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Library co-operative brings home provincial award

Simcoe County Libraries Immigrant Hub project wins accolades for innovation at the 2018 Ontario Public Library Service Awards

New and innovative ideas can be born of old institutions.

The Simcoe County Library Co-operative recently received the Minister's Award for Innovation at the 2018 Ontario Public Library Service Awards in the large library category for the Simcoe County Libraries Immigrant Hub project.

“We were up against groups like Ottawa and other very large libraries,” says Gayle Hall, chief librarian and CEO of the Simcoe County Library Co-operative.

When Hall heard Simcoe County’s name called at the annual gala at the end of January, she says she felt grateful.

“It was very exciting,” she says. “It’s very gratifying. We put a lot of work into it, and a couple of years of effort. It’s nice to be appreciated, and the services are good.”

The Minister's Award for Innovation recognizes successful new approaches that demonstrate a positive impact in a community and are of continued value to public libraries.

The Simcoe County Libraries Immigrant Hub project was started in 2016 when Hall applied for a grant through the provincial government.

“It started as a project to bring resources and programs to newcomers to Simcoe County,” says Hall. “What we had discovered was there were a lot of newcomers moving in to Simcoe County, but there wasn’t a lot of places they could go to get information or get support.”

At the time, there were only two places in the county where new immigrants could access official settlement services: in Barrie and Bradford West Gwillimbury.

“There weren’t any services in say, Collingwood or up north in Penetang. Libraries are located in virtually every part of the county, so we thought we could bring some of the services that newcomers needed into the libraries,” says Hall.

Hall says the project started small with a budget of about $200,000. Half of the budget went toward hiring a project co-ordinator, and the other half went toward purchasing multilingual materials including books, e-books and DVDs and starting cultural competency training for all staff.

Now, the materials span 14 different languages and the collection continues to grow.

“It’s been really successful. We started small. We had to grow it,” says Hall, adding that circulation statistics have shown the material is used regularly and increases year over year as residents become more aware of the services.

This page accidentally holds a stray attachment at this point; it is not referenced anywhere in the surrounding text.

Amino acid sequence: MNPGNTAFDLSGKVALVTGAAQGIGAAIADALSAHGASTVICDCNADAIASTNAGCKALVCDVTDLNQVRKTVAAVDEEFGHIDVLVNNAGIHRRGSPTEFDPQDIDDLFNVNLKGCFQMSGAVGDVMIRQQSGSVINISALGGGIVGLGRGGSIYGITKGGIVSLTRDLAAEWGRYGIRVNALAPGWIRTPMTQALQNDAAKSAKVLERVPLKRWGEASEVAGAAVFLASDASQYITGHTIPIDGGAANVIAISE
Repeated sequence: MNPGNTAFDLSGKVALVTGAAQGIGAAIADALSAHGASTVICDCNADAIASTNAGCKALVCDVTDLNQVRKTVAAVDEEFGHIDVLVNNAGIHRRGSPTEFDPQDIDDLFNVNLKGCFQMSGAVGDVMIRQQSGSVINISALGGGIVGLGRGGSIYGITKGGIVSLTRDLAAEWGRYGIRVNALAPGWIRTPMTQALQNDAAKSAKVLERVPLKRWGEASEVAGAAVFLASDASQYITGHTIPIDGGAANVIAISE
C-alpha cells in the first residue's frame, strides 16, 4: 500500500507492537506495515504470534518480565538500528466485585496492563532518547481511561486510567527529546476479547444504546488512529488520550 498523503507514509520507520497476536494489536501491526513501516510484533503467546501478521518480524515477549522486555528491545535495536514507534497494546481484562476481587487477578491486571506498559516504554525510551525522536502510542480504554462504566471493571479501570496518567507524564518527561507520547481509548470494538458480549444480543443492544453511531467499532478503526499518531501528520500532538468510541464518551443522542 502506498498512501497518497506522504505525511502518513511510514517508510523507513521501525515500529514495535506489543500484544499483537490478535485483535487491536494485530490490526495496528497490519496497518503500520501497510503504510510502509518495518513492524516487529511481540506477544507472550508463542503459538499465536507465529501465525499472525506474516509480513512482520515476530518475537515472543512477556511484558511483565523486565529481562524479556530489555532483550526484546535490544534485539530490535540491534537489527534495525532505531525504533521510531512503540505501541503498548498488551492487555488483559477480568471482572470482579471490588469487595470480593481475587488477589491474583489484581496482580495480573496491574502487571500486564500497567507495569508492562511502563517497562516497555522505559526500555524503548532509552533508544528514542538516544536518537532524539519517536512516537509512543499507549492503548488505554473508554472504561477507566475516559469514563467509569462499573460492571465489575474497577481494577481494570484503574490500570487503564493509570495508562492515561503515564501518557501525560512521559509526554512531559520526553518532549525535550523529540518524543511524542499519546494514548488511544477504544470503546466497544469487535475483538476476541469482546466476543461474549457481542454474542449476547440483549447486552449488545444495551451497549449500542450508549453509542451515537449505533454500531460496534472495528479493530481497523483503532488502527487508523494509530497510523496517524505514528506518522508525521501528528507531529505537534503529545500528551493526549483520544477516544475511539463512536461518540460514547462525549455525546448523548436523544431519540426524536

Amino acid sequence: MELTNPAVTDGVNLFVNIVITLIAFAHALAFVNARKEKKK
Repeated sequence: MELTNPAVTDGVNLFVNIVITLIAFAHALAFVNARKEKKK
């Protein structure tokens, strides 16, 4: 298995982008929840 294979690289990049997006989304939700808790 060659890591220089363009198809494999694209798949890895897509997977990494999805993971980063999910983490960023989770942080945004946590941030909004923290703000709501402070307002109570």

Although Barrie and Orillia are not a part of the library co-operative as they are separated cities, they opted to come on board as well to be a part of the immigrant hub project to share resources.

The intention of the program is to reduce immigrant isolation and increase inclusivity, acceptance and understanding of immigrants in local communities.

The Simcoe County Library Co-operative is a consortium of 14 public libraries (29 branches) across Simcoe County who share services, resources and funds. The co-operative originally formed in March of 1940. In 1960, new legislation provided for the formation of county public libraries in place of the co-operatives.

Simcoe County was, and remains, the last co-operative in the province.

“Under the co-operative (structure), every library has its own library board. So, they’re each their own separate entity. People wanted their own autonomy,” says Hall.

“Collectively, we also have larger buying power for things like e-books and electronic databases. There’s more money to pool.”

“You get a bigger bang for your buck,” says Hall with a laugh.

Going forward, Hall says the co-operative is continuing to develop and expand the multilingual collection as well as continue cultural competency training with staff members.

This past year, the co-operative applied for and received a federal grant for a program that pairs newcomers with senior citizens to start a conversation. The new program is called SPICE (Seniors Partnering with Immigrants in Conversation Exchanges).

For more information on the Simcoe County Library Co-operative, click here.


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Jessica Owen

About the Author: Jessica Owen

Jessica Owen is an experienced journalist working for Village Media since 2018, primarily covering Collingwood and education.
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